The decision means that Salesforce.com, not Talent Rover, is responsible for protecting all of the company’s online activities, including log-ins, data management, information storage and transfer, IP address tracking and password protection. Thus, when a Talent Rover employee works with a client to implement a comprehensive staffing plan, or logs into a client’s system, these activities take place through Salesforce.com.
However, Metcalf warns, it’s not enough to rely on a buzzword such as “cloud-based” as assurance that a service provider truly incorporates sufficient cybersecurity protections. You need to investigate every entity that will handle your data or interact with your servers. Remember, all it takes is one little crack in the armor for a potentially devastating data breach to occur.
4. Train Employees
Again, just one point of weakness is all it takes to expose your company’s sensitive data (or that of your clients) to hackers. Proper employee training around issues of security and protecting client data is key. Never assume your employees will always use common sense when it comes to protecting against security breaches. Exhaustively explain the company’s cybersecurity policies with examples of threats and risky behaviors.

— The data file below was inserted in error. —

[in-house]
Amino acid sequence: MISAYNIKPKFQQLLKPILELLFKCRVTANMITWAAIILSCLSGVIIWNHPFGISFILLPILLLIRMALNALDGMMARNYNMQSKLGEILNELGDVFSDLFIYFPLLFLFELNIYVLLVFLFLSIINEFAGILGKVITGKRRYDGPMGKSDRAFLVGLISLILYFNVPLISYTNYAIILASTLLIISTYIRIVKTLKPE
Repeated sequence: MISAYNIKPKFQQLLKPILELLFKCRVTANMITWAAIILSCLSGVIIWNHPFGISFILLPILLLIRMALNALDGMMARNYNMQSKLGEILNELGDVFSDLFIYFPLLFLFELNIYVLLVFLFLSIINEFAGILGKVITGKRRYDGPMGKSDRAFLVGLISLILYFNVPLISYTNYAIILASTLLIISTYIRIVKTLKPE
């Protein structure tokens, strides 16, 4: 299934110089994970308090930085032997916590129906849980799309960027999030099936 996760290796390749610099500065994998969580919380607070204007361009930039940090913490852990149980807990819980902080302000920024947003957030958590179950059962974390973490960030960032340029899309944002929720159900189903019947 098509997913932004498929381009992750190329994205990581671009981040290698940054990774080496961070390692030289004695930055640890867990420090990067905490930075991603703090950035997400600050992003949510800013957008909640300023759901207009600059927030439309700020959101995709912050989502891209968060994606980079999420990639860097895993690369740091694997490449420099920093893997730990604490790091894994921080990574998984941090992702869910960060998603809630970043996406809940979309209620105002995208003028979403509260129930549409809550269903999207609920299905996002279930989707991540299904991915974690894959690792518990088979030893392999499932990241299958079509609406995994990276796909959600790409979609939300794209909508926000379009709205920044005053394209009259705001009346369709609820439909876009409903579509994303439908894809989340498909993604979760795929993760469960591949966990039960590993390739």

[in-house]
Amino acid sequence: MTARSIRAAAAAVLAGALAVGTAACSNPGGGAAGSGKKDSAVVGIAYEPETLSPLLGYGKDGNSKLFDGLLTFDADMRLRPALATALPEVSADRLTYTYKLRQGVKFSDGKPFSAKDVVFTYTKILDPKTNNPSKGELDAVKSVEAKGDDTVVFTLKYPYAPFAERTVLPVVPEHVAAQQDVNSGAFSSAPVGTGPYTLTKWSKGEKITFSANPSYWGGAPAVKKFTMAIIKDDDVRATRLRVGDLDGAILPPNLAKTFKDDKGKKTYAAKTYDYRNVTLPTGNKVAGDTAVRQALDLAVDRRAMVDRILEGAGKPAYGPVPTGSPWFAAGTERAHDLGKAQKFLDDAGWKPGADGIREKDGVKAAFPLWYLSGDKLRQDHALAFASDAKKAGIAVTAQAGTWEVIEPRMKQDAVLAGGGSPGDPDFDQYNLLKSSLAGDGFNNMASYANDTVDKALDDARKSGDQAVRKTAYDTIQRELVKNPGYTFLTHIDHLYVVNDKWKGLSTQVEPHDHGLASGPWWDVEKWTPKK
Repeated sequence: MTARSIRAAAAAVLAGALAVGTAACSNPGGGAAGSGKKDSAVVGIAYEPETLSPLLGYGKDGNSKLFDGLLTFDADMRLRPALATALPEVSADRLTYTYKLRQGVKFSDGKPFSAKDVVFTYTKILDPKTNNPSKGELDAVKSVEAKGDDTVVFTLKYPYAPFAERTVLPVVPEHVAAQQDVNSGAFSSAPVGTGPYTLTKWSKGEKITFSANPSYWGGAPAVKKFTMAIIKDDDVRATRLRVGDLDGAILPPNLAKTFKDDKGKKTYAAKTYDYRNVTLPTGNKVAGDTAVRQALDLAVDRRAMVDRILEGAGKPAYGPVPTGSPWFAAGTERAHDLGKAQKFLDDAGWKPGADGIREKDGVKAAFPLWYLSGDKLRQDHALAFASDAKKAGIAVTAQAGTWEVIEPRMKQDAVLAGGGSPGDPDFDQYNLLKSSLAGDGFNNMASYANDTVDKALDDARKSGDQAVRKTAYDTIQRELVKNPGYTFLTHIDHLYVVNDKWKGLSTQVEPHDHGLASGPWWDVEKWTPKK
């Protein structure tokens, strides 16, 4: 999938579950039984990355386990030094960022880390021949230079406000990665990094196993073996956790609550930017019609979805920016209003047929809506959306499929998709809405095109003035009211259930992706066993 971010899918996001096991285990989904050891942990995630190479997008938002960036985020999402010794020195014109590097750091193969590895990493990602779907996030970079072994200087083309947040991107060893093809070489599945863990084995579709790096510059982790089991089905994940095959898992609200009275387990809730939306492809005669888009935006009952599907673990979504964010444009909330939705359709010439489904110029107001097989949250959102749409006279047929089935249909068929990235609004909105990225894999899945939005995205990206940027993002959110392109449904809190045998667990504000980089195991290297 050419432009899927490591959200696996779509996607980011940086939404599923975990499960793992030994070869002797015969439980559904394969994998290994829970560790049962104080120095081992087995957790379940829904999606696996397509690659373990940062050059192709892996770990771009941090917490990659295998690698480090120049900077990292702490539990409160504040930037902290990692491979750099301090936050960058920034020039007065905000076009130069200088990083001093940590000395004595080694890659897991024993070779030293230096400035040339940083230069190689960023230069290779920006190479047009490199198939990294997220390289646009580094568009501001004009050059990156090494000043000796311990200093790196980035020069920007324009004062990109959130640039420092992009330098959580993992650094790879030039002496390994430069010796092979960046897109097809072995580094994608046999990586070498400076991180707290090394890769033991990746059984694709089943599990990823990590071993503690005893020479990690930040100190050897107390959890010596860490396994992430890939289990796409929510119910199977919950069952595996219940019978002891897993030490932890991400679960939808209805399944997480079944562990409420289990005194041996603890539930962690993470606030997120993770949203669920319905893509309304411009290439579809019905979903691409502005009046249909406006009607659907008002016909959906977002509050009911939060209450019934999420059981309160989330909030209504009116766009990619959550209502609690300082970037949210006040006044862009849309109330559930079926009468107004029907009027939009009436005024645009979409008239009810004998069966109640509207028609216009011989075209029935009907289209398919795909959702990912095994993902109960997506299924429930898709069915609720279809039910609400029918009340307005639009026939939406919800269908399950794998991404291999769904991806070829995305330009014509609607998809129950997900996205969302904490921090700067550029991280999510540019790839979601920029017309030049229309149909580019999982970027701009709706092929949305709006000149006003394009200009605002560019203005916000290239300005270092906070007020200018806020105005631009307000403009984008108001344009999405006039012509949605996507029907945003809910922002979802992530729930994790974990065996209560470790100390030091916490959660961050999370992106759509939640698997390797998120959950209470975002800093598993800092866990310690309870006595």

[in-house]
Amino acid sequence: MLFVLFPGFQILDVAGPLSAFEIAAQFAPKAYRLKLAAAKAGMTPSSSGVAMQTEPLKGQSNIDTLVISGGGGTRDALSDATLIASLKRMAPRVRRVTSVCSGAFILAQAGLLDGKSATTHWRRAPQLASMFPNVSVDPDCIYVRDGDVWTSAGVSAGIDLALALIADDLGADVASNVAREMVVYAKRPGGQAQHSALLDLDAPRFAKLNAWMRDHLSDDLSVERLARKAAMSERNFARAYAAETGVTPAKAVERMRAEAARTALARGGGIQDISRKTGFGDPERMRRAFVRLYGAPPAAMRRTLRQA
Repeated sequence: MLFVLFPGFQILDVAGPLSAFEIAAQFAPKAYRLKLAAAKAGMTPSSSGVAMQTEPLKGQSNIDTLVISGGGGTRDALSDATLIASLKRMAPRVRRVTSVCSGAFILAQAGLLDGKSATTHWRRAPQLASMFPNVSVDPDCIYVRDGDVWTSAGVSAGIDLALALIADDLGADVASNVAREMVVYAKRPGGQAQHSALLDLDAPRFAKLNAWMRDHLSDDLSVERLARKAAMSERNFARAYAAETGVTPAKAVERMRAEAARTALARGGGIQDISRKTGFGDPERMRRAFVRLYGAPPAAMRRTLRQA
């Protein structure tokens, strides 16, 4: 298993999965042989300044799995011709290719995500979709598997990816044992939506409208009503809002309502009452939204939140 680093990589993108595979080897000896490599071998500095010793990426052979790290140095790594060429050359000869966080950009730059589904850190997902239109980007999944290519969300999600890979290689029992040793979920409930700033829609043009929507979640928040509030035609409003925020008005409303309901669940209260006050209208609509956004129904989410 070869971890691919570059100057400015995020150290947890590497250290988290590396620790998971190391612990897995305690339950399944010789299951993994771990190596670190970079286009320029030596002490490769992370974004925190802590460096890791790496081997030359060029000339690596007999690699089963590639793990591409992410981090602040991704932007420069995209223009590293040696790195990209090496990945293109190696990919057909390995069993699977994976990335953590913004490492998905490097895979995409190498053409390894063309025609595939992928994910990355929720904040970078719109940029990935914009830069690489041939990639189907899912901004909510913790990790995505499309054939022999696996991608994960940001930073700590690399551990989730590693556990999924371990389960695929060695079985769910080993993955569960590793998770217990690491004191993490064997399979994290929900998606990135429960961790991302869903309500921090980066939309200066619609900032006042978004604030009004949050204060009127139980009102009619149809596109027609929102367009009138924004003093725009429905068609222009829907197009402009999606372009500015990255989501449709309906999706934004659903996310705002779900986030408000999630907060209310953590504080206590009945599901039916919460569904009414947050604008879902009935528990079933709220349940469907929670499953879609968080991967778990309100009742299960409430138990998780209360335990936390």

Cyber safety best practices for employees are similar to those for personal computer use. They include the following:
- Teach employees how to create strong passwords when creating account credentials. These should be based on things other than family or pet names and dates that can easily be gleaned from social media (also, they should be changed at least quarterly).
- Instruct employees that they should never “click on a link” to access a client’s website or to enter a work or customer system. Better to type the new address themselves.
- Provide specific examples of “phishing” language or malware that can trick employees into infecting computer systems.
- Prohibit downloads of anything onto a work computer or network without explicit authorization
- Establish a process for reporting suspicious or unusual network activity, emails, or other signs of a possible data breach attempt
5. Know What to Do if Your System is Breached
If, despite your best efforts, you find yourself the victim of a cybercrime, unplug your servers (or disconnect from your offsite host) and go “offline” as quickly as possible until the threat is located and isolated. Then, change the passwords for all hacked systems and communicate openly and honestly with employees and customers about what happened and what is being done to fix the situation.
Such a scenario may require that you call in an outside cybersecurity expert to help find the source of the leak and fix it, but the sooner you act the better off you and your clients will be. Also, remember that certain laws require organizations to publicly report any data breach that impacts customer or client data.
Learn More About Management, Recruitment, and HR
Without proper cybersecurity measures in place, even the most successful recruiting agency can be taken down by a determined hacker. Learn more about best practices for recruiting top talent and managing your company with expert insights from Monster.
Legal Disclaimer: This article is not intended as a substitute for professional legal advice. Always seek the professional advice of an attorney regarding any legal questions you may have.